My plodding pace to the higher rungs of intelligentsia was fast-tracked when I received an invitation to be an expert for a political dialogue on “Biodiversity and Poverty Eradication” in Bonn yesterday. I rubbed elbows with the big-wigs in Germany and the environment scene, including Federal Economic Minster Heidemarie Wieczorek-Zeul, Angela Cropper who is the Assistant Secretary-General and Deputy Executive Director for the United Nations Environment Programme (UNEP), and Prof. Dr. Jeffrey Sayer who is connected with the International Union for the Conservation of Nature. Other guests came all the way from Kenya and Ethiopia. Moderating the dialogue is the seasoned German TV moderator Ingolf Baur.
What I initially thought to be a small informal dialogue of ten turned out to be in front of more than 300 guests! This I only learned less than three hours before the event from one of my youth co-representative, Barbara Kus, as we practiced our spiel. I represented the youth sector, as one of the participants of the upcoming International Youth Summit on Biodiversity. The Youth Summit will eventually lead us to the Conference of Parties (CoP9) on the Convention on Biodiversity later next month.
The dialogue started, warmed up and was soon rolling. Getting the insights of the experts only affirmed what I have been learning all along in the four walls of the classroom, the books I’ve been browsing, and the issues the media has been presenting to the public. I had to mentally improvise on the dramaturgy Barbara and I have prepared once the dialogue took shape. In the end I only followed about 10% of what we initially planned. We were seated in the front-most row, and had an up close and personal view of the panel discussion. It was now our turn for our five minutes of fame. As I walked to the podium and was flooded by the limelight, the side of the audience was a literal blur as they were hidden in the soft dimness of the auditorium.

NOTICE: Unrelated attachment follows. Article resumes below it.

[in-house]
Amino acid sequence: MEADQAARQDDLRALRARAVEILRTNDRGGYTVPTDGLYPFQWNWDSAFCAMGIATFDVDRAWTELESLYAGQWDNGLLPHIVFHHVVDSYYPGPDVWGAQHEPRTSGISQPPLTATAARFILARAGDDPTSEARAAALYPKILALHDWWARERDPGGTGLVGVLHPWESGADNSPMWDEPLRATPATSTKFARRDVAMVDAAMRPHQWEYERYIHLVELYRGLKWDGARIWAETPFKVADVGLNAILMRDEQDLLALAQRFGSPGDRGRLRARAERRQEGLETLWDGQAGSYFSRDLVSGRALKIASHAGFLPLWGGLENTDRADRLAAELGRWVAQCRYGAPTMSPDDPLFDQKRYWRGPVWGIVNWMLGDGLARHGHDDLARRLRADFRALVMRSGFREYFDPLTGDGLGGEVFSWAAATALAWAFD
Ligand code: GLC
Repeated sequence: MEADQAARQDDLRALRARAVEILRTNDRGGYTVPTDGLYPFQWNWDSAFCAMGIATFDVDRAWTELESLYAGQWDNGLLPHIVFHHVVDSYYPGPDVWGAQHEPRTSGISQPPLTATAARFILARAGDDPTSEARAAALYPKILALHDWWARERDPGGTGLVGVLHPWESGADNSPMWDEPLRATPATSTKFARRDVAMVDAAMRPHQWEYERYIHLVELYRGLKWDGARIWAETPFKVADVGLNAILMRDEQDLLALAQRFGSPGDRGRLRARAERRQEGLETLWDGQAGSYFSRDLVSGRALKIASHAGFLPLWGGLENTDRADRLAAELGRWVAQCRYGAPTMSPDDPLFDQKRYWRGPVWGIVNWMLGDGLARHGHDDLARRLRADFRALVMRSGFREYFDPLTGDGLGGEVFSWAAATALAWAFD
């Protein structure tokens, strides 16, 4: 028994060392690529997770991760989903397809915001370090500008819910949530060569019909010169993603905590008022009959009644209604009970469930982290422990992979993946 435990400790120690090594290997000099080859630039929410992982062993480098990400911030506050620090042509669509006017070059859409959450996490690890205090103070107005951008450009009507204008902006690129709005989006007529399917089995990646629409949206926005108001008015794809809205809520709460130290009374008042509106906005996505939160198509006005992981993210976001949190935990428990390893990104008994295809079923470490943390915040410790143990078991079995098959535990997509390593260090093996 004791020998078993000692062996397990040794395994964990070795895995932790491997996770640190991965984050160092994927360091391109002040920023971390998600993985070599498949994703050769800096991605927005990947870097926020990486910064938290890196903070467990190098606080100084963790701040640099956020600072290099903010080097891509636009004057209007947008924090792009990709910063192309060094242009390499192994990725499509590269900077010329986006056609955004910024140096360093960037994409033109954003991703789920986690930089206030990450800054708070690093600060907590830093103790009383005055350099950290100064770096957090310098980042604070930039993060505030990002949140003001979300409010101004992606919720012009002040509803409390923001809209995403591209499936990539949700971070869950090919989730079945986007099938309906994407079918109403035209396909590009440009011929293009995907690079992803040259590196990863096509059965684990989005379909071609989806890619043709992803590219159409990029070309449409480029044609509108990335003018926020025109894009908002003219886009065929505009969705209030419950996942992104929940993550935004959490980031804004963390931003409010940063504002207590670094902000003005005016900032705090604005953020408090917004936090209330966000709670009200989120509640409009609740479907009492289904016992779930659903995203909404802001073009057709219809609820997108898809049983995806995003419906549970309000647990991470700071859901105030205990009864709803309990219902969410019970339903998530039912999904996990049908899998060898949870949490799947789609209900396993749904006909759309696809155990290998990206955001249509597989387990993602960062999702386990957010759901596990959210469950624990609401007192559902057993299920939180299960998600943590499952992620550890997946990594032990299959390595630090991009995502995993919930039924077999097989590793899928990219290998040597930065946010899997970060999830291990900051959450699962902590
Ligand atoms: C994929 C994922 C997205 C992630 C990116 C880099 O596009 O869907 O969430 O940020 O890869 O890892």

I started off with a short account of a conversation I overheard when we were milling on the hall way, that less and less young people are getting involved with the environment and outdoor activities. I led this story to the Youth Summit I will be attending, telling the audience that ‘youth summits’ and such gatherings give me a funny picture of young people singing, dancing, and gathering around a bonfire while roasting marshmallows. It was reassuring to hear the audience laugh, giving me the sign that I have engaged them. From here I turned a little serious and told them of my personal contribution to the Youth Summit, that is to raise our (the youth) level of discussion to that of the experts’ (in addition to roasting marshmallows and dancing and singing!). It is not only these experts’ future that are at stake. Should I say more importantly, it is ours. I quipped that I hope to be on the other side of the stage, that being on the experts’ seats, on the future dialogues to come. I ended my piece with a quote from one of my German professors during our first module: The solutions of today could be the problems of the tomorrow. Hearing the applause of the audience was heart-warming. I felt proud as I walked back to our seats. I was grateful it was finished and pulled it off quite well.
The recognition spilled forth after the dialogue as I shook hands again with Ms. Wieczorek-Zeul and some of the audience congratulated me. Looking back, I never got to shake the hands of our Economic Minister despite the fact that we worked in the same office! I was surprised as a Filipino approached and shook my hands, who turns out to be a consul in the Philippine Embassy in Bonn. The reception (the best part) soon followed.
It was both an ego-boosting and humbling experience: people congratulating me of my little close-to-impromptu speech, and maybe soon, my responsibility towards them.